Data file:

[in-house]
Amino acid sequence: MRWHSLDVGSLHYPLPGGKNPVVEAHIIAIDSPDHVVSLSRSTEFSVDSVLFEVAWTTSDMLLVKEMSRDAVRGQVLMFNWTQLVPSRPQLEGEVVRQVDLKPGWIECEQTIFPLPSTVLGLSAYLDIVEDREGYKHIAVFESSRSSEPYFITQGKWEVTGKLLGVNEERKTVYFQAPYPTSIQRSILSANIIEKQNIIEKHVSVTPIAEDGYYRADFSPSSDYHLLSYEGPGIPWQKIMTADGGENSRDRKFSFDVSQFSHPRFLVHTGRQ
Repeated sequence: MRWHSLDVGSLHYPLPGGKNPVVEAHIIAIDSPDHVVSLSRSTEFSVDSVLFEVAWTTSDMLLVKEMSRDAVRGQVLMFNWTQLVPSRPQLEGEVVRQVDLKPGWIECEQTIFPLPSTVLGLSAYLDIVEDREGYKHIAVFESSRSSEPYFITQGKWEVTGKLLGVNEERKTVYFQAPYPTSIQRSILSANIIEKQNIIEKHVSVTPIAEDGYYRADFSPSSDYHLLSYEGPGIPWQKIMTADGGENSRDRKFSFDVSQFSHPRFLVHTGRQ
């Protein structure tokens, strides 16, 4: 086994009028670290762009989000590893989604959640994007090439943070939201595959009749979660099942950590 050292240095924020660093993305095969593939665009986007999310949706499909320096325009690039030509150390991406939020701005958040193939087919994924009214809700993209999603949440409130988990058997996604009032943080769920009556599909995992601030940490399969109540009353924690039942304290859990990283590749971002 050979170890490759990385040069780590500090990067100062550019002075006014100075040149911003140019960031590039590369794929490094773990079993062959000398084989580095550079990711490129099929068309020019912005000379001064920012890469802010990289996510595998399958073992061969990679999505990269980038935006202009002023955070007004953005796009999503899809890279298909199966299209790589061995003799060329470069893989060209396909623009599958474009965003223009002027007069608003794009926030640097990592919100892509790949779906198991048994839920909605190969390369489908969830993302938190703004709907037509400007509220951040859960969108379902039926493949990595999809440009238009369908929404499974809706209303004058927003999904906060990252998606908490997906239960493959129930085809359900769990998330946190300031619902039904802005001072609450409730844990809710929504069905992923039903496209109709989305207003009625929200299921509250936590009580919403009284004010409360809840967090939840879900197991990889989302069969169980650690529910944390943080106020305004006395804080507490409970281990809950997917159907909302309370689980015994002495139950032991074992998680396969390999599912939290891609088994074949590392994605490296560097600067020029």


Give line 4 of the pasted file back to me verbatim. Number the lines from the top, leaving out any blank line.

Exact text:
């Protein structure tokens, strides 16, 4: 086994009028670290762009989000590893989604959640994007090439943070939201595959009749979660099942950590 050292240095924020660093993305095969593939665009986007999310949706499909320096325009690039030509150390991406939020701005958040193939087919994924009214809700993209999603949440409130988990058997996604009032943080769920009556599909995992601030940490399969109540009353924690039942304290859990990283590749971002 050979170890490759990385040069780590500090990067100062550019002075006014100075040149911003140019960031590039590369794929490094773990079993062959000398084989580095550079990711490129099929068309020019912005000379001064920012890469802010990289996510595998399958073992061969990679999505990269980038935006202009002023955070007004953005796009999503899809890279298909199966299209790589061995003799060329470069893989060209396909623009599958474009965003223009002027007069608003794009926030640097990592919100892509790949779906198991048994839920909605190969390369489908969830993302938190703004709907037509400007509220951040859960969108379902039926493949990595999809440009238009369908929404499974809706209303004058927003999904906060990252998606908490997906239960493959129930085809359900769990998330946190300031619902039904802005001072609450409730844990809710929504069905992923039903496209109709989305207003009625929200299921509250936590009580919403009284004010409360809840967090939840879900197991990889989302069969169980650690529910944390943080106020305004006395804080507490409970281990809950997917159907909302309370689980015994002495139950032991074992998680396969390999599912939290891609088994074949590392994605490296560097600067020029």